If there is one knock against the ES 330, it is doing without traction control or stability control until you have spent an additional $7,250 on optional equipment you could probably do without. I can understand opening my wallet for extras like rear window sunshades, power moonroof, ventilated seats and rain-sensing wipers, but safety should be standard equipment at this price level.
To its credit, the ES 330 is equipped with a full load of passive safety equipment – whip-lash lessening front seat design, three-point seat belts in all seating positions, front seat-mounted side air bags and side curtain air bags. The driver’s front air bag has a seat position detector that engages an extra low level of deployment when a driver is seated close to the steering wheel. The 2006 ES 330 has a five star (the highest) rating for side impacts for the driver and four stars for rear passengers from the US National Highway Traffic Safety Administration. The NHTSA last tested the ES 330 for frontal impacts in 2004 and gave the car five stars for both driver and front passenger.
All Lexus ES 330 models are equipped with four-wheel disc brakes with anti-lock and electronic brake force distribution for stable stopping.
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The ES 330 receives power to the front wheels from a 3.3-litre V6 engine that produces 218 horsepower at 5,600 rpm and 236 lb-ft of torque at 3,600 rpm, down slightly from 2005 due to new testing procedures put in place by the Society of Automotive Engineers (SAE). Performance however is the same. This is the same engine used in the Lexus RX 330, the Toyota Sienna and the Toyota Camry SE V6 and incorporates variable valve timing and an electronic throttle to improve responsiveness, power, torque and fuel efficiency as well as reduced emissions.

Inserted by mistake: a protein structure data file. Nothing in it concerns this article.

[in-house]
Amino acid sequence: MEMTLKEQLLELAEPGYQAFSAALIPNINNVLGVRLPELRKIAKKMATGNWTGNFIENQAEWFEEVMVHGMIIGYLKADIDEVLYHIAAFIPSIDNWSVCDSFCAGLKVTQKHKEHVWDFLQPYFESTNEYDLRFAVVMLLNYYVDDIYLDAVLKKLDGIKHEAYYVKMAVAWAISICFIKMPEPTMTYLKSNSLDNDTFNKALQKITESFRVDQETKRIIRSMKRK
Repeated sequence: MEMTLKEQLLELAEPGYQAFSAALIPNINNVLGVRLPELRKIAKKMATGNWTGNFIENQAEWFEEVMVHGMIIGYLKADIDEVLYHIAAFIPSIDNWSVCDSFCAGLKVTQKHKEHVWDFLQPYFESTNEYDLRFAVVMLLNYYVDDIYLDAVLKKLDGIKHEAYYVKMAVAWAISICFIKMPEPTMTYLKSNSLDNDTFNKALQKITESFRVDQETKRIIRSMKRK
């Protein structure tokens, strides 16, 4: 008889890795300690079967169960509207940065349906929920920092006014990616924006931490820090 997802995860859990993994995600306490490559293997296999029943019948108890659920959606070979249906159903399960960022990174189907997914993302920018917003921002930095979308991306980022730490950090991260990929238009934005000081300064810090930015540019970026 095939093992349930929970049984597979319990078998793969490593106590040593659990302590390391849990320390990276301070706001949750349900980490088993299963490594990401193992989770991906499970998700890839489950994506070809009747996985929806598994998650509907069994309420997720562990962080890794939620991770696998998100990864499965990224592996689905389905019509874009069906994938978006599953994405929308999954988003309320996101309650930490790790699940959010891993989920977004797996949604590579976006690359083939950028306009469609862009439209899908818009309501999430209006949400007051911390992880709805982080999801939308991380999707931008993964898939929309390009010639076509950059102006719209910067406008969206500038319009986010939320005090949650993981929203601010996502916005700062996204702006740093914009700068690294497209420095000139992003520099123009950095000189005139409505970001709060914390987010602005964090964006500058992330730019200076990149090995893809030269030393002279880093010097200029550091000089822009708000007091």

The engine is coupled to a five-speed electronically-controlled automatic transmission that bases shift decisions on engine speed and load.
Fuel consumption is low for a V6 – Natural Resources Canada estimates the Lexus ES 330 uses 11.5 L/100 km (24.6 mpg) in the city and 7.3 L/100 km (38.7 mpg) on the highway.
This engine doesn’t provide the kind of hair-raising power the new 3.5-litre engine delivers in the ES 330’s sportier, but smaller sister, the IS 350, but the 3.3-litre does provide the kind of power that most drivers will appreciate when overtaking slower traffic and merging onto freeways. And it is delivered smoothly, quietly and without strain.
And just as smooth is the ES 330’s ride, which emphasizes comfort without giving up anything you would notice on the street in the handling department. The ES 330 seems to soak up even the worst potholes and frost heaves without interfering with your peace and quiet. An available adaptive variable suspension, which continuously tunes shock absorber damping rates in response to changing road surfaces, vehicle speed, steering and brake inputs also allows the driver to firm up the ride if desired.